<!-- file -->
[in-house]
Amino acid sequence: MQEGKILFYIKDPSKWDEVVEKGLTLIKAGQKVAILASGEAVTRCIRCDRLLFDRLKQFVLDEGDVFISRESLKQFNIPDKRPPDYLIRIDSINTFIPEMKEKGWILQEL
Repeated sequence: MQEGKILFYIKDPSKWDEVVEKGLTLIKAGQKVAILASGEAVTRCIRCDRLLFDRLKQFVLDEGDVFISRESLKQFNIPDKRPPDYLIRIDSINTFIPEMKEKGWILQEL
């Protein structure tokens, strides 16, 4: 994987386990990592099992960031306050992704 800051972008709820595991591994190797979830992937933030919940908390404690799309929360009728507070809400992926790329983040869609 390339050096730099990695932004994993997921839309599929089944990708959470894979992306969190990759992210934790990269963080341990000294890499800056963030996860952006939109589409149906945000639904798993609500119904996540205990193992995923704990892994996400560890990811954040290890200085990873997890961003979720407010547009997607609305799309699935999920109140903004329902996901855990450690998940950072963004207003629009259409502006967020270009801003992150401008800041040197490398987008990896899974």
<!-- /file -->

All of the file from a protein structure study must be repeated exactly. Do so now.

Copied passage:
[in-house]
Amino acid sequence: MQEGKILFYIKDPSKWDEVVEKGLTLIKAGQKVAILASGEAVTRCIRCDRLLFDRLKQFVLDEGDVFISRESLKQFNIPDKRPPDYLIRIDSINTFIPEMKEKGWILQEL
Repeated sequence: MQEGKILFYIKDPSKWDEVVEKGLTLIKAGQKVAILASGEAVTRCIRCDRLLFDRLKQFVLDEGDVFISRESLKQFNIPDKRPPDYLIRIDSINTFIPEMKEKGWILQEL
């Protein structure tokens, strides 16, 4: 994987386990990592099992960031306050992704 800051972008709820595991591994190797979830992937933030919940908390404690799309929360009728507070809400992926790329983040869609 390339050096730099990695932004994993997921839309599929089944990708959470894979992306969190990759992210934790990269963080341990000294890499800056963030996860952006939109589409149906945000639904798993609500119904996540205990193992995923704990892994996400560890990811954040290890200085990873997890961003979720407010547009997607609305799309699935999920109140903004329902996901855990450690998940950072963004207003629009259409502006967020270009801003992150401008800041040197490398987008990896899974």